The fertiliser made for hydroponic farming is required to be soluble in water. Farmers are advised to purchase what is made specifically for hydroponic farming.
Fertilisers such as Dap are not good but the type of Urea and a particular type of NPK made specifically for hydroponic farming are the best to use.

For outdoor planting it is important for the farmer to clear the land and cover it with polythane paper. Then the farmer is at this point expected to introduce boxes of media.
The media can be sawdust, volcanic soils, gravel and sand where seedlings are planted and fed constantly with liquid concentrate of nutrients to allow the plant to grow well.

Hydroponic crop production can be a challenging practice for some farmers, particularly because it demands knowledge of crop nutrient interaction as well as an understanding of the hydroponic system.
Since it is extremely important for the farmer to immediately respond to any changes in nutrient concentration, hydroponic crop production requires regular monitoring.

Furthermore, hydroponic farming also requires high set-up costs and farmers are prone to facing challenges of power failures and water-borne diseases that are required for green house hydroponic farming.

Why practice hydroponic farming?
Regardless of all of the disadvantages, hydroponic farming is a sustainable farm practice that offers a few remarkable benefits.

Using the technology, farmers are able to grow crops year-round where there are no seasonal limits, crops can develop faster, improved crop nutrition; crops don’t waste energy trying to find the nutrients in the soil, water efficiency, less water usage than soil-based farming; excessive water is collected and pumped right back to the plants, nutrients don’t leach away, there is no competition with weeds, soil-borne diseases are eliminated, the practice is less-labour intensive, it’s possible to grow in a monoculture and a farmer can be focused on market demands instead of crop rotation practices.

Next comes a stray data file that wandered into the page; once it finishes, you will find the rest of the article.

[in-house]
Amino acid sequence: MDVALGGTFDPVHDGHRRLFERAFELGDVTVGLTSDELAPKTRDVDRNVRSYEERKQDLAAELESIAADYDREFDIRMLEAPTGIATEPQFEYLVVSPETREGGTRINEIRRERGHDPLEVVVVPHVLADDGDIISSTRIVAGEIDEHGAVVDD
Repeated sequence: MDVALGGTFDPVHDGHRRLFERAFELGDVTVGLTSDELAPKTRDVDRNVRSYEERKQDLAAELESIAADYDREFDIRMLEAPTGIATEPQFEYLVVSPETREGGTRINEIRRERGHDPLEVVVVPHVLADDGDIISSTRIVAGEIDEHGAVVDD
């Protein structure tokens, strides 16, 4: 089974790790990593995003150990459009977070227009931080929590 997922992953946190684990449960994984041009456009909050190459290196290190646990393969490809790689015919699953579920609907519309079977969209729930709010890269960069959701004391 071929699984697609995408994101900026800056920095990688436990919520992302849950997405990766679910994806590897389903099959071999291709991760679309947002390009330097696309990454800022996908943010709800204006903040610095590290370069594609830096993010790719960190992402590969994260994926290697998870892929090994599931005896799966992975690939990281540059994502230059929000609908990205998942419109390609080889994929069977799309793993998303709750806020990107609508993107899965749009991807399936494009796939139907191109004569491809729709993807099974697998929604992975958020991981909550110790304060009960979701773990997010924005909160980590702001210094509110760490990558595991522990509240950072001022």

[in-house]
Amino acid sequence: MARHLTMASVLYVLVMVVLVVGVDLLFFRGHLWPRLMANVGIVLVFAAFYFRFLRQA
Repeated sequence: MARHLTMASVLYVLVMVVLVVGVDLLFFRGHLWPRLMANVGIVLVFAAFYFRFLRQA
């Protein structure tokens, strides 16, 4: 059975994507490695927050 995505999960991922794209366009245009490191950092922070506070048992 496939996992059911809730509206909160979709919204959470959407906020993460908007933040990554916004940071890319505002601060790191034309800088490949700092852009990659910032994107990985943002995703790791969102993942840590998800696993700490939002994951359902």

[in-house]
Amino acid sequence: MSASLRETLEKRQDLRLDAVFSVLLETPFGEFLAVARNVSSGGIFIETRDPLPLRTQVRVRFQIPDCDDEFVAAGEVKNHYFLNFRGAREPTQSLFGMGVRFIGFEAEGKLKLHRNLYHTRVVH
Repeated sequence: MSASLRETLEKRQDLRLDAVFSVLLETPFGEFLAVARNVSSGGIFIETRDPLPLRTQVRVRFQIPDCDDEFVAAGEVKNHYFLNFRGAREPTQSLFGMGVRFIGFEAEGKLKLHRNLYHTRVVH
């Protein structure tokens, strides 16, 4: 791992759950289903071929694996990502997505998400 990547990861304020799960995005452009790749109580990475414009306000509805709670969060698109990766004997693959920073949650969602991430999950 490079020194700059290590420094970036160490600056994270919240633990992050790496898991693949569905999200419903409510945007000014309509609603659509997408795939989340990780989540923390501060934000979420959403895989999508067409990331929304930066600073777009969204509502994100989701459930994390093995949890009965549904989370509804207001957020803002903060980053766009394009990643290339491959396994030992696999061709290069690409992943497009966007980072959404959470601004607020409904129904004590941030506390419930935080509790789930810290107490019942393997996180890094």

Farmers are capable of farming year-round without having to account for soil fertility, drought, weeds, crop rotation and soil preparation practices.

Types of crops
Plants grown hydroponically are of exceedingly high quality, occupy less space, and consume fewer resources than traditional growing methods.
Hydroponic techniques also makes it easy to grow large amounts of vegetables in small spaces or even indoors. This makes it easy to grow year-round food.
While the basic concept of hydroponics is growing plants in nutrient solution with or without the use of a soilless medium, many methods have been developed over the years to suit different purposes and availability of resources.

Farmers can grow mainly fruit vegetables such as tomatoes, green and sweet pepper, cabbages, lettuce, amaranth, flowers and fodder for animals among others. In Uganda it is mainly commercial flower farmers that have taken up use of the technology as well as Dr Emma Naluyima who is growing forage for feeding her pigs but other small scale farmers are opting for the outdoor farming.

Nutrient film
Nutrient film technique system is where the nutrient solution and oxygen are pumped from a reservoir into the growing tray; the plants absorb the nutrients and oxygen from the flowing solution and then drains nutrients back into the reservoir giving the crops a constant flow of nutrients.
Aeroponics system where crop roots hang in the air and the timer controls the nutrient pump which provides nutrients to the crops via mists every few minutes.